Doc/Fest 2019 Review: Dark Suns
Femicide is not a thing I really knew much about until I saw this powerful documentary, but I now realise that the city Ecatepec is the most dangerous place to be a woman in the whole of Mexico, possibly in all of Latin America. Women are being murdered at an unbelievable rate. Military, police, judges and lawyers are implicated in the trafficking and murder of women, and it is getting worse. Throughout Mexico, men and women disappear at an alarming and increasing rate. This story is mainly told by devastated relatives, who have been left with no explanation for their loved ones’disappearances. Journalists who investigate are are killed and Priests who discus these topics publicly are also under threat. The police force and the military come in for much criticism for looking the other way, or much worse, carrying out atrocities on behalf of the criminals. One mother in the state of Veracruz says “We are in the land of people without scruples. In the land of murderers. We’re in their territory”. EOrdinary people get caught up in the struggles between organised criminal gangs. Even full bus loads of people on their way to work are killed, who had no connection at all with crime, seemingly so that one gang can demonstrate its power over the rest. One terrible fear is that when people disappear, they are often kidnapped and forced to work for gangs, keeping relatives hopes alive that they could still be out there.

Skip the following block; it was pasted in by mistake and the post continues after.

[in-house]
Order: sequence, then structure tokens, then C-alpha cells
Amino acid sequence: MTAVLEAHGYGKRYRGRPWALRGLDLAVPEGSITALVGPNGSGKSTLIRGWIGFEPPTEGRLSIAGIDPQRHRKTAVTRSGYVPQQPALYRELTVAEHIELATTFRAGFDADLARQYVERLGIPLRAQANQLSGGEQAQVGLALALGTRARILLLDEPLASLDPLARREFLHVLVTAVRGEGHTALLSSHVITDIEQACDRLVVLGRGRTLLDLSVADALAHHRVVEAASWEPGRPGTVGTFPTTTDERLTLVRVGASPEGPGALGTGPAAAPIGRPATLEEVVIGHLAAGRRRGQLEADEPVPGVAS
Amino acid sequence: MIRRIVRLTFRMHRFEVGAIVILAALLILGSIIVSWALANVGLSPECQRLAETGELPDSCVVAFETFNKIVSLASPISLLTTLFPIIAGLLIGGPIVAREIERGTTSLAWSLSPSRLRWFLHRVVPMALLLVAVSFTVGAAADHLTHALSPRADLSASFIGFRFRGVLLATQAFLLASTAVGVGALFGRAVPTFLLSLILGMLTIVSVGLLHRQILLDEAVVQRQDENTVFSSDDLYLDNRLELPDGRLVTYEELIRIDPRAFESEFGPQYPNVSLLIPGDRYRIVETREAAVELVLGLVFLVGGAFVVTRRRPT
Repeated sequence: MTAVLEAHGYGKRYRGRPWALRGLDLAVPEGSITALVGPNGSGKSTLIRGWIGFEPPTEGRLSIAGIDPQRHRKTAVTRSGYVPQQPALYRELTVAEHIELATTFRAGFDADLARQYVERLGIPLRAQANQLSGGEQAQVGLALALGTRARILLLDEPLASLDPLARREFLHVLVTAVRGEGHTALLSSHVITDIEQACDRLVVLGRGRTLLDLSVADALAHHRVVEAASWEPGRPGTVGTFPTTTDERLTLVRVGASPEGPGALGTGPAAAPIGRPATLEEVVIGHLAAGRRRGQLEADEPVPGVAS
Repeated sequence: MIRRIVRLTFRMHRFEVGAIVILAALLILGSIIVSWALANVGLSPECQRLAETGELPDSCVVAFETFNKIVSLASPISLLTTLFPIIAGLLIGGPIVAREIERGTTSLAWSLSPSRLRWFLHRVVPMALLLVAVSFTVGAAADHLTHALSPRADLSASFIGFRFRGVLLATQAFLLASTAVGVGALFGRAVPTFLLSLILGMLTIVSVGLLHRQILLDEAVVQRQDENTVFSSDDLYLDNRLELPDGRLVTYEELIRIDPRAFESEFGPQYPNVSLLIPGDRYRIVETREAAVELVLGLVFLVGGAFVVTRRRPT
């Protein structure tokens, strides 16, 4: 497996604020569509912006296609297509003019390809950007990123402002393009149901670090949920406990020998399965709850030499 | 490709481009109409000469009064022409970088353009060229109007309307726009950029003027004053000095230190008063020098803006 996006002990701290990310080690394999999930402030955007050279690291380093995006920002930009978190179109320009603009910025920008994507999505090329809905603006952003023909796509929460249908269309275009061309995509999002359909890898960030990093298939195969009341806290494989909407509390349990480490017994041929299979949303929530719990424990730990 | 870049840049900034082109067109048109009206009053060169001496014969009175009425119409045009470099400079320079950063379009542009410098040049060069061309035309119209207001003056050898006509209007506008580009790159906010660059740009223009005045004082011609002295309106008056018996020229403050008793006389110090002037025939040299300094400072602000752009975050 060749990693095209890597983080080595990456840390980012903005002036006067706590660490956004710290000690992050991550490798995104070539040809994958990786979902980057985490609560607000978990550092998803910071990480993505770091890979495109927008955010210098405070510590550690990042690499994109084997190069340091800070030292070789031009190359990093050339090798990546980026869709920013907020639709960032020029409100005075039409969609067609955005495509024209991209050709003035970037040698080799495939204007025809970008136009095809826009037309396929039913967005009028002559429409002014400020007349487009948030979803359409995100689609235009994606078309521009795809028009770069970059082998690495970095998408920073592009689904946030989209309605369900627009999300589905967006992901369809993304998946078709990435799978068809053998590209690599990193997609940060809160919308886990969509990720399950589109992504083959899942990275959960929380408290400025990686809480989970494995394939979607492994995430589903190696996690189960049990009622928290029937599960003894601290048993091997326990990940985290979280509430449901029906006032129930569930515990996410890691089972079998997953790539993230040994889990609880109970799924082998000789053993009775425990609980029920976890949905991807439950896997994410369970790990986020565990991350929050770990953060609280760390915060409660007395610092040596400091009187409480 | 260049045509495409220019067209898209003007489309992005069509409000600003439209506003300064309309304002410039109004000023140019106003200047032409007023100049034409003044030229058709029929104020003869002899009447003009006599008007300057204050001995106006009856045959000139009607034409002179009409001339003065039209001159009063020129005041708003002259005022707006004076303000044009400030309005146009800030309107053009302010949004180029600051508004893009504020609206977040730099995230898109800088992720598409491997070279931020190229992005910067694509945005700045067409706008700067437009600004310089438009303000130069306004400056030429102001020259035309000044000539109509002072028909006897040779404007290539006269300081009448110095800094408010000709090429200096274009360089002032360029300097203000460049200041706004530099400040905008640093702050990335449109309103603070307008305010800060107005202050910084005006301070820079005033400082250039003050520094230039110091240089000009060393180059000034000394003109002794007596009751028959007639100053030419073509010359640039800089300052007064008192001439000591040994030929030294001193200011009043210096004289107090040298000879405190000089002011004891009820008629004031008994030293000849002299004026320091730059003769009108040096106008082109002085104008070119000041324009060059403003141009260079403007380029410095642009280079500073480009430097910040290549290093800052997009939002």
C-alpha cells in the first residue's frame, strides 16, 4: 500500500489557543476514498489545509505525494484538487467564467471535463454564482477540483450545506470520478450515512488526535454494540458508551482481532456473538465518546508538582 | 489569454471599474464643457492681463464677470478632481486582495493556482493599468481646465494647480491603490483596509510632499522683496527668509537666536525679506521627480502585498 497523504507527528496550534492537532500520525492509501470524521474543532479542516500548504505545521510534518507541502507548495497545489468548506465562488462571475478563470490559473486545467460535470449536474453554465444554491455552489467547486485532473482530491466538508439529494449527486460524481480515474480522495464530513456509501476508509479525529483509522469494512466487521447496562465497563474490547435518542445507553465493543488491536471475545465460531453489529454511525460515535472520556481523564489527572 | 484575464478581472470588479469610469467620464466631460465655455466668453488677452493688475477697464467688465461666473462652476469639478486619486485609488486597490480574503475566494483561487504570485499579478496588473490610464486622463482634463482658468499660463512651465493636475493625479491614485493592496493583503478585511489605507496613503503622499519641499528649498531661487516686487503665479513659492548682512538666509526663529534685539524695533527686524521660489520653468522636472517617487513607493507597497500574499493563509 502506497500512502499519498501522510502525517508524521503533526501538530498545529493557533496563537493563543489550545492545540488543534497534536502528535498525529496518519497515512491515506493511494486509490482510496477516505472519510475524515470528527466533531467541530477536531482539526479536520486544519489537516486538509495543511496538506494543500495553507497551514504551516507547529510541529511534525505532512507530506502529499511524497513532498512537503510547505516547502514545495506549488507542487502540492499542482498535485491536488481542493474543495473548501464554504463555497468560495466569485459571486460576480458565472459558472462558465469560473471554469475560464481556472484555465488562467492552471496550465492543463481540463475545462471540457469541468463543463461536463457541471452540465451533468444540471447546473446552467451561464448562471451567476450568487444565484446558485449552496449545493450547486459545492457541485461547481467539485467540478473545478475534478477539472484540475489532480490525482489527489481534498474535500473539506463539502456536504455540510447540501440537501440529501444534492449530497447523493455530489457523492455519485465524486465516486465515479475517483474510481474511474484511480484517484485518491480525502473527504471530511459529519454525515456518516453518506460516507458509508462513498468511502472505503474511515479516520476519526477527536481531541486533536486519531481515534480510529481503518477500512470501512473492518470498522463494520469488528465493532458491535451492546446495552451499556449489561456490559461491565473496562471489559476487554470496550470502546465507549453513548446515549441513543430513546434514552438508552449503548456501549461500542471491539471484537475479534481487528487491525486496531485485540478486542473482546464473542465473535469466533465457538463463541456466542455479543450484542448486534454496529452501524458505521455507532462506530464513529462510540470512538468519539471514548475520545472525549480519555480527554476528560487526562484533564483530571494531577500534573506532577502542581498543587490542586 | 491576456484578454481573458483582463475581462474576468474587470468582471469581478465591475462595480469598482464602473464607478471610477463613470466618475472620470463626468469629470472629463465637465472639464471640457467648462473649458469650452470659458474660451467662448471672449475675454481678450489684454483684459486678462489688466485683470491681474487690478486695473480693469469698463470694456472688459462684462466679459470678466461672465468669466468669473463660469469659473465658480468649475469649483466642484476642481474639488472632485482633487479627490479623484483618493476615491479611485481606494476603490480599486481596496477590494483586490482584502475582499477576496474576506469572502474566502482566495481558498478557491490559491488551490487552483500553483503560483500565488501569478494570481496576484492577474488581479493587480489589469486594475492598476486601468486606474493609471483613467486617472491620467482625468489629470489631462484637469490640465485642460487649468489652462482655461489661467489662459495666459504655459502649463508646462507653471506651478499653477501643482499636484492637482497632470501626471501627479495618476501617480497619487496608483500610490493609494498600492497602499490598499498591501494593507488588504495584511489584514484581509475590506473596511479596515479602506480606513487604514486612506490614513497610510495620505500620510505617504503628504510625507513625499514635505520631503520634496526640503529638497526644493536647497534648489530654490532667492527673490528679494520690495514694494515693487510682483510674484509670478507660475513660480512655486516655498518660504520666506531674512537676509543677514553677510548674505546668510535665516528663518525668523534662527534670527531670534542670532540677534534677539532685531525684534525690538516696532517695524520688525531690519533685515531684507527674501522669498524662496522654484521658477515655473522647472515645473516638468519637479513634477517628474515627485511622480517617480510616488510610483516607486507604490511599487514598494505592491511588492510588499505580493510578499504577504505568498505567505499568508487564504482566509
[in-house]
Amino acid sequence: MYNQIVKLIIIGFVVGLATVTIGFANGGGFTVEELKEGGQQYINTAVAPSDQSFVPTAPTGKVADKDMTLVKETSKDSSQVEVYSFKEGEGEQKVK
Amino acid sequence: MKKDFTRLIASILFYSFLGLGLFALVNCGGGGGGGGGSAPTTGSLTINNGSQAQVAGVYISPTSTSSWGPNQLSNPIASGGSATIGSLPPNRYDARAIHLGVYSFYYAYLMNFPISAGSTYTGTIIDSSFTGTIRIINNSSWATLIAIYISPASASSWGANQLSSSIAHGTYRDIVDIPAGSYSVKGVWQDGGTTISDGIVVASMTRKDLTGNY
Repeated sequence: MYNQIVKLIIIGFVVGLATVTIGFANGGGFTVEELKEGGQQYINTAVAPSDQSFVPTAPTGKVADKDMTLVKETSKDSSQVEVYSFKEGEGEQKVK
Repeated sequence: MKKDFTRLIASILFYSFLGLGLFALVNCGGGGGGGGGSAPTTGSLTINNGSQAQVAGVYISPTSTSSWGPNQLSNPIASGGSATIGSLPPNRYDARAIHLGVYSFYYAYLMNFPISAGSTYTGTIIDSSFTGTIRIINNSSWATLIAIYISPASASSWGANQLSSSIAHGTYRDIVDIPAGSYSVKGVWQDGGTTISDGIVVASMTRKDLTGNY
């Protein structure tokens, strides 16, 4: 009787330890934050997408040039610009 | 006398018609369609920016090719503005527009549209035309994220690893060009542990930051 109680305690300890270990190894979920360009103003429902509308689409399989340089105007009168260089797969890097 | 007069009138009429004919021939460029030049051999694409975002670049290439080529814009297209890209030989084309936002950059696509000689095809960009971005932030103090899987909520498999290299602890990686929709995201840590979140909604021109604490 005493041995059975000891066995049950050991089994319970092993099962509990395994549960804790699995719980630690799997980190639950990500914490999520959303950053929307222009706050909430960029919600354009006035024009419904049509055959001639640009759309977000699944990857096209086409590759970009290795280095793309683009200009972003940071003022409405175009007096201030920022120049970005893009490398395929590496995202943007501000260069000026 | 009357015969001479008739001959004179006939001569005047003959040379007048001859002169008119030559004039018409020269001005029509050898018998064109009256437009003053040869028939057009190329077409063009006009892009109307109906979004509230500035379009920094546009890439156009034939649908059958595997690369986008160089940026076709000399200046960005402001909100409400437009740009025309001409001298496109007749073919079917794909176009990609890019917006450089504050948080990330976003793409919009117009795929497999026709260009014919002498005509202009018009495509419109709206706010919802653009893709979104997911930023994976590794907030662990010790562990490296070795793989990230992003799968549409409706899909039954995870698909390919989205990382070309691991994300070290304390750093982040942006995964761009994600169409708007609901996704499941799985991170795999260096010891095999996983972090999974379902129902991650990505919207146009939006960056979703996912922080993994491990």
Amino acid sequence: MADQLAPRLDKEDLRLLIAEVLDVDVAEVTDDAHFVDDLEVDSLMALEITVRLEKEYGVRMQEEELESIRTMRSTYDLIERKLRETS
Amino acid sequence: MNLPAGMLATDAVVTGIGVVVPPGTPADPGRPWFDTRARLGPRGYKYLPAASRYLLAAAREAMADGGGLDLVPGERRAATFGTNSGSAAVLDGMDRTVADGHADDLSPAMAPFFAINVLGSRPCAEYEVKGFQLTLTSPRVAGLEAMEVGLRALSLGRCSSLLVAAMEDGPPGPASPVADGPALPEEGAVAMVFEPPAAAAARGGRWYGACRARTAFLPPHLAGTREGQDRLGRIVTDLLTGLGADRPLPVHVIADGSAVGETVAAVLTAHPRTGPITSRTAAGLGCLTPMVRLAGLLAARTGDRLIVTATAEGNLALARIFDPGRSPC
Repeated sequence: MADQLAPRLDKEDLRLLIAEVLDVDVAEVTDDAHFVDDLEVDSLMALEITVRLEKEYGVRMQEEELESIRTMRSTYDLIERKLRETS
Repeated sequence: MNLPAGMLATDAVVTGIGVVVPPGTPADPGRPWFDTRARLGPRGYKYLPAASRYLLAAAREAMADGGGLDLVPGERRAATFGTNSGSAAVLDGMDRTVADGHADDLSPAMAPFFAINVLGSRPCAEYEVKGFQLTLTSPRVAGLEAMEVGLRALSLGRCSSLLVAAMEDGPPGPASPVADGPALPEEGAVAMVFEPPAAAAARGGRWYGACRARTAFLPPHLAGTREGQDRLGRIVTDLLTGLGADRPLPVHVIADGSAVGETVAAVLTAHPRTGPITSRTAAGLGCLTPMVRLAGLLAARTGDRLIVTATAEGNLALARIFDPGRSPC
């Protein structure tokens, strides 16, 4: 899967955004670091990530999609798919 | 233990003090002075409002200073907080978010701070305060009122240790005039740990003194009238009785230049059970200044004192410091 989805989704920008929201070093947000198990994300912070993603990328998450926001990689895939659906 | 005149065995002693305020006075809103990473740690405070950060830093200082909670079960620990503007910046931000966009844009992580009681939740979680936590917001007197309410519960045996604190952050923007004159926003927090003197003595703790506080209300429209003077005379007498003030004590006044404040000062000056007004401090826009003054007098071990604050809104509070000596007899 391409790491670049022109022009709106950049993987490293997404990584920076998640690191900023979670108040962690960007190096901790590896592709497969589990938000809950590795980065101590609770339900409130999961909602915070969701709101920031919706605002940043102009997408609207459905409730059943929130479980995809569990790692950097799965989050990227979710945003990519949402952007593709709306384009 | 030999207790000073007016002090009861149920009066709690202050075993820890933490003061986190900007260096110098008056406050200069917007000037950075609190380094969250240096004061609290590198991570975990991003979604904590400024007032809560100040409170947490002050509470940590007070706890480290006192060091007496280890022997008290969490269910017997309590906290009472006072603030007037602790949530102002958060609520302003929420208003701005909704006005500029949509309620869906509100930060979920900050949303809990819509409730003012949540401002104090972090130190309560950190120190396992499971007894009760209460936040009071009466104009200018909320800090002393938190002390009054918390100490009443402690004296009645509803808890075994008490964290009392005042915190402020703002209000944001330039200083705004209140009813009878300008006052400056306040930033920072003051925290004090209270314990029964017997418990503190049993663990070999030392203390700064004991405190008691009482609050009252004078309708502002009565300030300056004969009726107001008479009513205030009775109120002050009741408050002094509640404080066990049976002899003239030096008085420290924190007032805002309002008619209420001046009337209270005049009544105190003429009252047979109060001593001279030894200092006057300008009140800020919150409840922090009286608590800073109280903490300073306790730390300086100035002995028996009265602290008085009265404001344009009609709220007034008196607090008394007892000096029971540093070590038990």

Long After the film is over your mind echoes with images of desperately sad relatives, clutching photos of lost loved ones, but it is an important film which should be seen to raise the awareness of us all about what is happening in Mexico. And mention should also go the the mesmerising soundtrack by Mimi Allard, which gives an emotive and unearthly feeling to many scenes, powerfully underling the devastation these events have.